DOW + 46 = 18,538
SPX + 6 = 2186
NAS + 26 = 5275
10 Y – .05 = 1.54%
OIL – .06 = 44.38
GOLD + 22.70 = 1350.40
Stocks posted modest gains but it was good enough for a record high close for the Nasdaq Composite. Also, the Russell 2000 index briefly touched a 52-week high of 1,254, and closed up fractionally just above 1,253.
We have a boatload of M&A activity:
Bayer has raised its offer for Monsanto to $127.50 a share, bringing the total value of the potential deal to over $65 billion, which would be the largest all cash takeover on record. It’s the second time Bayer has raised its bid, having started at $122 a share back in May before offering $125 in July.
Any merger would still be subject to regulatory approval. It’s also the latest in a string of deal activity in the chemical sector: ChemChina looks to buy Syngenta for about $43 billion, while Dow Chemical and DuPont are in the process of a $130 billion tie-up.
ChemChina has secured commitments from 17 lenders on a $12.7 billion loan for its purchase of Syngenta. ChemChina agreed to buy Syngenta for $43 billion earlier this year in a deal that would transform it into the world’s largest supplier of pesticides and agrochemicals. It received takeover approval from the U.S. last month, though the deal is still subject to antitrust review by regulators worldwide.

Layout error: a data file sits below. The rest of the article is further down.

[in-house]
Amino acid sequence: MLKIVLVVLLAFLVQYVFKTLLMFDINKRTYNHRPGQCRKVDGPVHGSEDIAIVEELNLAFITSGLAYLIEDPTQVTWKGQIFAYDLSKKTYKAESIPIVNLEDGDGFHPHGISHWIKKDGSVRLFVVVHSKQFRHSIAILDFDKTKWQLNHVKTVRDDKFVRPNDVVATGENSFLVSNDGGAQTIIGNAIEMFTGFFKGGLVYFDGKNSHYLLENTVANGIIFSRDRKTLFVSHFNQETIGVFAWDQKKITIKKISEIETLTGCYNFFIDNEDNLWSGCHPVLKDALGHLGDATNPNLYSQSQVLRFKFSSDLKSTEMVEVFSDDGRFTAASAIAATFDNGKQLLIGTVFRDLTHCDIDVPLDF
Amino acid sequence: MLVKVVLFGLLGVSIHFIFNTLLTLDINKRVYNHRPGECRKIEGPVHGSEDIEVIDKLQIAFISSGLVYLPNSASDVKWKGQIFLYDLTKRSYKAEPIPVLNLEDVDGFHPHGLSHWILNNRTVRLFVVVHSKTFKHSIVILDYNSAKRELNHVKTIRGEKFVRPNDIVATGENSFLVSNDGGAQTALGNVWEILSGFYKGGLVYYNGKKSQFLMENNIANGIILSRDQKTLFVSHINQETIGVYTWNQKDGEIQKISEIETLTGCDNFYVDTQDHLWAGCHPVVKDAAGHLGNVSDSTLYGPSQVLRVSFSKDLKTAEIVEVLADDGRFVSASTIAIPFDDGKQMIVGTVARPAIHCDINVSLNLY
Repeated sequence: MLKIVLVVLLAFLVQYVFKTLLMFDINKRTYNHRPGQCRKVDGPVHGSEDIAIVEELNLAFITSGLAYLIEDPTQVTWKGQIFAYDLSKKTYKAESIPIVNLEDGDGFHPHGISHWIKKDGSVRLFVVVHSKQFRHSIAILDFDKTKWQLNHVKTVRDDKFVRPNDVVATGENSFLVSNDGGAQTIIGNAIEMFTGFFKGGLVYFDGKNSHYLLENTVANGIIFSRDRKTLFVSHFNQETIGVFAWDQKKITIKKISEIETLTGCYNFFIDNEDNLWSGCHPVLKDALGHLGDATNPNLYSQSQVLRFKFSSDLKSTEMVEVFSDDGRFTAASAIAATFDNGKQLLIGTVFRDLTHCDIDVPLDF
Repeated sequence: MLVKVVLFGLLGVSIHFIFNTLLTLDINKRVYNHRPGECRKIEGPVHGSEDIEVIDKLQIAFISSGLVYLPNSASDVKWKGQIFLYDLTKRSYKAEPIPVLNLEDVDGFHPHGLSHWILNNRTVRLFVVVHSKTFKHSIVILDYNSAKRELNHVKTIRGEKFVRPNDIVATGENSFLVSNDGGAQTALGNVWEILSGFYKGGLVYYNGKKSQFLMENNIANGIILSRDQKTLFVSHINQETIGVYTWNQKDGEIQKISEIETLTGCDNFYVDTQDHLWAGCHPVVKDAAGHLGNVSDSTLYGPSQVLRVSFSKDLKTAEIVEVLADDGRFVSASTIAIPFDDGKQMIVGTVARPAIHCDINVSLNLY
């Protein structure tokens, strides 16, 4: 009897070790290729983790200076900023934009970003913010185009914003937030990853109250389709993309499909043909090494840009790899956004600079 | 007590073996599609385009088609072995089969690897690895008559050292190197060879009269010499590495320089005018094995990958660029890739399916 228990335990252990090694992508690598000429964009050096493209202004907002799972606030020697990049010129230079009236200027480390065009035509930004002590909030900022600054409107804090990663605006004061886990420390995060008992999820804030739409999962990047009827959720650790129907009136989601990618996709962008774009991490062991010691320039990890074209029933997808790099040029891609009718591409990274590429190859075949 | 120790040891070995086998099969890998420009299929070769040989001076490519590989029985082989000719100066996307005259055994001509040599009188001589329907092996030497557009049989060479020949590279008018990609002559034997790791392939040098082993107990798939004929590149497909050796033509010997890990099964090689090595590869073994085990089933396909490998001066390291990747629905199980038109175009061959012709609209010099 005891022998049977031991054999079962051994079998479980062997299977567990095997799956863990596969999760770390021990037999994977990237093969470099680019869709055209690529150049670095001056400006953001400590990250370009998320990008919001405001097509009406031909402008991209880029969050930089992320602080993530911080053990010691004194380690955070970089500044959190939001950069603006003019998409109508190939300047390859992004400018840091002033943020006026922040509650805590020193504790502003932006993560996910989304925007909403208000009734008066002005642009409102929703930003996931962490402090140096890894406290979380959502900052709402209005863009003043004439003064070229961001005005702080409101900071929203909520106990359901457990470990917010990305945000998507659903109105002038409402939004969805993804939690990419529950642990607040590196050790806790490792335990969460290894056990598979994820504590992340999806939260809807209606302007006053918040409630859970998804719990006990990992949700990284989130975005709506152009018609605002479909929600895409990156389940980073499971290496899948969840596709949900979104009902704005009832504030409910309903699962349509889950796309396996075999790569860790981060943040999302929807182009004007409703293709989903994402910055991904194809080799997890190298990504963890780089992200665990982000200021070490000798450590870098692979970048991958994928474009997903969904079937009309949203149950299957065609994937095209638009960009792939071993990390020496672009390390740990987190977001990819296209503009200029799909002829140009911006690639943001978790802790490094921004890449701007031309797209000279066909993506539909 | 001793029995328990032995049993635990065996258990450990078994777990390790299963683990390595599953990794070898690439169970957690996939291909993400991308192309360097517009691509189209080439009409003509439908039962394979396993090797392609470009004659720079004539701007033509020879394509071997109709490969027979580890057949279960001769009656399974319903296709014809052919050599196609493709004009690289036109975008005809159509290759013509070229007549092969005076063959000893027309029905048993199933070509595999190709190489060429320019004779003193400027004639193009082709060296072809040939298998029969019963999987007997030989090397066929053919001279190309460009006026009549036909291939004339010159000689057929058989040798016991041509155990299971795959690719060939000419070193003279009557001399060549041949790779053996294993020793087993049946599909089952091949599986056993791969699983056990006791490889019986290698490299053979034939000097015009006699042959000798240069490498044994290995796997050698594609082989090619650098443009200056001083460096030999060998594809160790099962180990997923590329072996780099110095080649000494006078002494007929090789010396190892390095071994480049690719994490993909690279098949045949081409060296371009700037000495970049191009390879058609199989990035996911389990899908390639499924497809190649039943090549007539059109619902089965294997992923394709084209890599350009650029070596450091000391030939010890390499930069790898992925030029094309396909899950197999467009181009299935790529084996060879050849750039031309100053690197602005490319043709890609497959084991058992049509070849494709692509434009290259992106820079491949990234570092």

General Electric has agreed to acquire two European 3-D printing companies for a combined $1.4 billion, tapping into manufacturers’ growing demand for digital technologies. Both Arcam and SLM Solutions make machines that can print metal parts used in aircraft components such as turbines. While GE’s Aviation unit has so far been the most active in using the 3D printing technology, parts are also being designed in its Power, Oil & Gas and Healthcare units, as well as across GE’s services businesses.
Volkswagen’s trucks division announced a partnership with Navistar. VW plans to invest $256 million in Navistar at $15.76 a share — a 12% premium to Friday’s closing price — for a 16.6% stake in the company. Navistar said cost savings will come from procurement and technology collaboration, rather than job cuts.
Enbridge, Canada’s largest pipeline company, said it would buy Spectra Energy Corp in an all-stock deal valued at about $28 billion to create the largest North American energy infrastructure company. Enbridge’s biggest-ever deal comes as the company has been steadily expanding its North American pipeline network, which carries the bulk of Canadian crude oil to the United States.